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Tollesbury Wick

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Tollesbury Wick
Author: Steve Hallam, Published: 24 Mar 2017 Walk Rating:star1 Tollesbury Wick Walking Guide star1 Tollesbury Wick Walking Guide star1 Tollesbury Wick Walking Guide star1 Tollesbury Wick Walking Guide star0 Tollesbury Wick Walking Guide
Essex, Tollesbury
Walk Type: Coastal
Tollesbury Wick
Length: 6 miles,  Difficulty: boot Tollesbury Wick Walking Guide
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0009_light_rain_showers Tollesbury Wick Walking Guide Today's weather
10 °C, Patchy rain nearby, Wind: 17 mph SW
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This circular six mile walk is situated ten miles south south east of Colchester, in Essex. It goes round Tollesbury Wick, an extensive area of coastal grazing marsh at the mouth of the Blackwater estuary, an Essex Wildlife Trust reserve, and a Site of Special Scientific Interest. It lies at the heart of an internationally important complex of sites for birds and wildlife. If there is a walk in Essex that better combines accessibility, attractive scenery, extensive views, big skies, all year round high quality birdwatching and spectacular remoteness, I have yet to find it. A short section of the walk runs through the varied and quirky back roads of Tollesbury village.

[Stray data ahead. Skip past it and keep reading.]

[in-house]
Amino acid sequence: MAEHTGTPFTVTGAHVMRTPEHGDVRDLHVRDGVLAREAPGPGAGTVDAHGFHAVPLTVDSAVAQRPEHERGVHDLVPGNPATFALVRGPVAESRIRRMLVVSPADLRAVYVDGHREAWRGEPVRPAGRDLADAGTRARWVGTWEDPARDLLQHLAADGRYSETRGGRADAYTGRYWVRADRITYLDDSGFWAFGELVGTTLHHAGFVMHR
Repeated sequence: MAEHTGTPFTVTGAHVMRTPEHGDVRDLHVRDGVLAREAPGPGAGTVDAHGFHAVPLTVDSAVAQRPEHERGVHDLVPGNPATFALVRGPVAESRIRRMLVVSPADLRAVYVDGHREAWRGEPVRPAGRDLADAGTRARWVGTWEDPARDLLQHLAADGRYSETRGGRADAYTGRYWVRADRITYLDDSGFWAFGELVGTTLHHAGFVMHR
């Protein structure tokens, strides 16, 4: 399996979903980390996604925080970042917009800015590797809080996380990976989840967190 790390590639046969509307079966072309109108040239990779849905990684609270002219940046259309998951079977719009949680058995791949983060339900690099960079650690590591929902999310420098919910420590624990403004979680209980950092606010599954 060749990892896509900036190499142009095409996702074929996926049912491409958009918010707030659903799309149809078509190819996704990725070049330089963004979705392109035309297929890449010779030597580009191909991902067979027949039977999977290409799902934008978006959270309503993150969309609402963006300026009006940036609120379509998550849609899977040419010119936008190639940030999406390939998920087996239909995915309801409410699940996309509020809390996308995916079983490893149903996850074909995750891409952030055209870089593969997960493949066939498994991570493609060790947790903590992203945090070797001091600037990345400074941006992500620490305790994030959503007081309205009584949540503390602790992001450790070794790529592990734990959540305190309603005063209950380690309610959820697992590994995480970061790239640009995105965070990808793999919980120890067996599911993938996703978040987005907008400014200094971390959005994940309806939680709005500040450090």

The walk starts in a public car park, with toilets, and is entirely flat. It should take 2-3 hours, depending on how much bird watching and view admiring you do. There are some sections that can get muddy after rain, so boots are required in wet conditions. This is a good walk for dogs that are happy to trot along the path in front of you. But dogs that love to race manically around are likely to disturb feeding and ground nesting birds. Grazing sheep are likely to be encountered. There are two small stiles, otherwise the walk uses gates.

The start car park is at CM9 8RY, on the road from the centre of Tollesbury village to the quay. Hedingham bus route 91 runs from Witham to Tollesbury, 92 runs from Colchester to Tollesbury, and 95 runs from Maldon to Tollesbury. The buses stop in the centre of the village.

Walk Sections

Start to Gate at Lane End
Start to Gate at Lane End

Start point: 51.7599 lat, 0.8437 long
End point: 51.7518 lat, 0.8407 long

From the car park turn left on to the road, to head down towards the quay and marina. Follow the road through a small industrial area until, at a triangular road sign that says 'Road liable to flood', take a footpath that forks right along a flood bank. This passes a row of flats on the right, and a large, natural children's paddling pool on the left.

Cross straight over a concrete road and follow the fenced path as it passes in front of The Harbour View restaurant (a recently converted yacht clubhouse). At the end of the restaurant car park keep straight on, following the footpath sign by a gap in a wooden fence. After a few yards, and by a wooden bench that sits raised on a mound on your right, you come to a wooden footpath sign pointing to the right. Turn right by this sign to follow a path that runs between two high hedges.